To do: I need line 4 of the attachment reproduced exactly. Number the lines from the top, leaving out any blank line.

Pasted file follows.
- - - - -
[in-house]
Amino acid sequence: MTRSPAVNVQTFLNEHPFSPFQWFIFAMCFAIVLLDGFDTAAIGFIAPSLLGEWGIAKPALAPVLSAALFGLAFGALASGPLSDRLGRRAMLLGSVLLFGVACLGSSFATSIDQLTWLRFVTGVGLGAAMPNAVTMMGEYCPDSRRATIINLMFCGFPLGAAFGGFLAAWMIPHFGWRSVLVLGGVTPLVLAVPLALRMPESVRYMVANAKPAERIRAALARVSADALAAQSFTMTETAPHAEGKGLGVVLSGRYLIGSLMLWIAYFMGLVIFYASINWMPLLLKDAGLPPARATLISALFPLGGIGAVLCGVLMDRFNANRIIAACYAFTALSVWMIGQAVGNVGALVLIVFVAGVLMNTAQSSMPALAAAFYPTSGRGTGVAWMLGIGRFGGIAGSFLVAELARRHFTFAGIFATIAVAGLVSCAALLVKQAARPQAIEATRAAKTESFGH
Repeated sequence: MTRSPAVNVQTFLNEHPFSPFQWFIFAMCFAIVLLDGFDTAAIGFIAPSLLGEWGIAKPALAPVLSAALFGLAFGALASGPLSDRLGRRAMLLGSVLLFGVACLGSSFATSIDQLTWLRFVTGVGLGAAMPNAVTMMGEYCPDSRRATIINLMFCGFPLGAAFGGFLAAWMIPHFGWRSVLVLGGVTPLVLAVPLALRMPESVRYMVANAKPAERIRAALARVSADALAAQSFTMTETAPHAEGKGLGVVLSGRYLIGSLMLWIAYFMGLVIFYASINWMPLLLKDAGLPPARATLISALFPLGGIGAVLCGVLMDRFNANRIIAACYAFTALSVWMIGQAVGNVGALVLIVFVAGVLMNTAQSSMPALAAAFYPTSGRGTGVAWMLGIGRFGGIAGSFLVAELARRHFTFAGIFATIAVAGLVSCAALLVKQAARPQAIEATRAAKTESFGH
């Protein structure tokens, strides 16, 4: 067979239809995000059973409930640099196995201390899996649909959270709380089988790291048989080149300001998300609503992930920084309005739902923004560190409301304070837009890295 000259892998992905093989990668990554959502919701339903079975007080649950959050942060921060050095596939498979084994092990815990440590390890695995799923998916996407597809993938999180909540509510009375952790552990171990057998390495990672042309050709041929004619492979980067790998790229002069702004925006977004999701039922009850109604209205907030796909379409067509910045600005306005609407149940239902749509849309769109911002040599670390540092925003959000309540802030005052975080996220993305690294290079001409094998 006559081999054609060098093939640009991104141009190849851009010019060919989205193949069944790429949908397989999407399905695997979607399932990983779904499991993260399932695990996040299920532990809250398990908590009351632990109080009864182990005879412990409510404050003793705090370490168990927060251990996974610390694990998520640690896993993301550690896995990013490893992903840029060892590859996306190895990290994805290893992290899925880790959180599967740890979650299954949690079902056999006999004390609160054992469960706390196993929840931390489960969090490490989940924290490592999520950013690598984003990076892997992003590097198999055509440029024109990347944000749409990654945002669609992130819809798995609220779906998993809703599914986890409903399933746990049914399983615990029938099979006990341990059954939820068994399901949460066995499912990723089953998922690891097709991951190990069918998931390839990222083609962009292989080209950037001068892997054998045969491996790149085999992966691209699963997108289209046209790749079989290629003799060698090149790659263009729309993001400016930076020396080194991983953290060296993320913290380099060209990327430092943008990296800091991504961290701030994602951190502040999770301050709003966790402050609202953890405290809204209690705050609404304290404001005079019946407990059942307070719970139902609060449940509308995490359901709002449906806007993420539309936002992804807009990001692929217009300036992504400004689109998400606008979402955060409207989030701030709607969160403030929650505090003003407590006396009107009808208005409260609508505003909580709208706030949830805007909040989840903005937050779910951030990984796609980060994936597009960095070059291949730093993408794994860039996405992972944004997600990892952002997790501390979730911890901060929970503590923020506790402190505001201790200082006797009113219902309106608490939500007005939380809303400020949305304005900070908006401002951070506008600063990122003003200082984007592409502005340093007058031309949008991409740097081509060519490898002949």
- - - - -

């Protein structure tokens, strides 16, 4: 067979239809995000059973409930640099196995201390899996649909959270709380089988790291048989080149300001998300609503992930920084309005739902923004560190409301304070837009890295 000259892998992905093989990668990554959502919701339903079975007080649950959050942060921060050095596939498979084994092990815990440590390890695995799923998916996407597809993938999180909540509510009375952790552990171990057998390495990672042309050709041929004619492979980067790998790229002069702004925006977004999701039922009850109604209205907030796909379409067509910045600005306005609407149940239902749509849309769109911002040599670390540092925003959000309540802030005052975080996220993305690294290079001409094998 006559081999054609060098093939640009991104141009190849851009010019060919989205193949069944790429949908397989999407399905695997979607399932990983779904499991993260399932695990996040299920532990809250398990908590009351632990109080009864182990005879412990409510404050003793705090370490168990927060251990996974610390694990998520640690896993993301550690896995990013490893992903840029060892590859996306190895990290994805290893992290899925880790959180599967740890979650299954949690079902056999006999004390609160054992469960706390196993929840931390489960969090490490989940924290490592999520950013690598984003990076892997992003590097198999055509440029024109990347944000749409990654945002669609992130819809798995609220779906998993809703599914986890409903399933746990049914399983615990029938099979006990341990059954939820068994399901949460066995499912990723089953998922690891097709991951190990069918998931390839990222083609962009292989080209950037001068892997054998045969491996790149085999992966691209699963997108289209046209790749079989290629003799060698090149790659263009729309993001400016930076020396080194991983953290060296993320913290380099060209990327430092943008990296800091991504961290701030994602951190502040999770301050709003966790402050609202953890405290809204209690705050609404304290404001005079019946407990059942307070719970139902609060449940509308995490359901709002449906806007993420539309936002992804807009990001692929217009300036992504400004689109998400606008979402955060409207989030701030709607969160403030929650505090003003407590006396009107009808208005409260609508505003909580709208706030949830805007909040989840903005937050779910951030990984796609980060994936597009960095070059291949730093993408794994860039996405992972944004997600990892952002997790501390979730911890901060929970503590923020506790402190505001201790200082006797009113219902309106608490939500007005939380809303400020949305304005900070908006401002951070506008600063990122003003200082984007592409502005340093007058031309949008991409740097081509060519490898002949």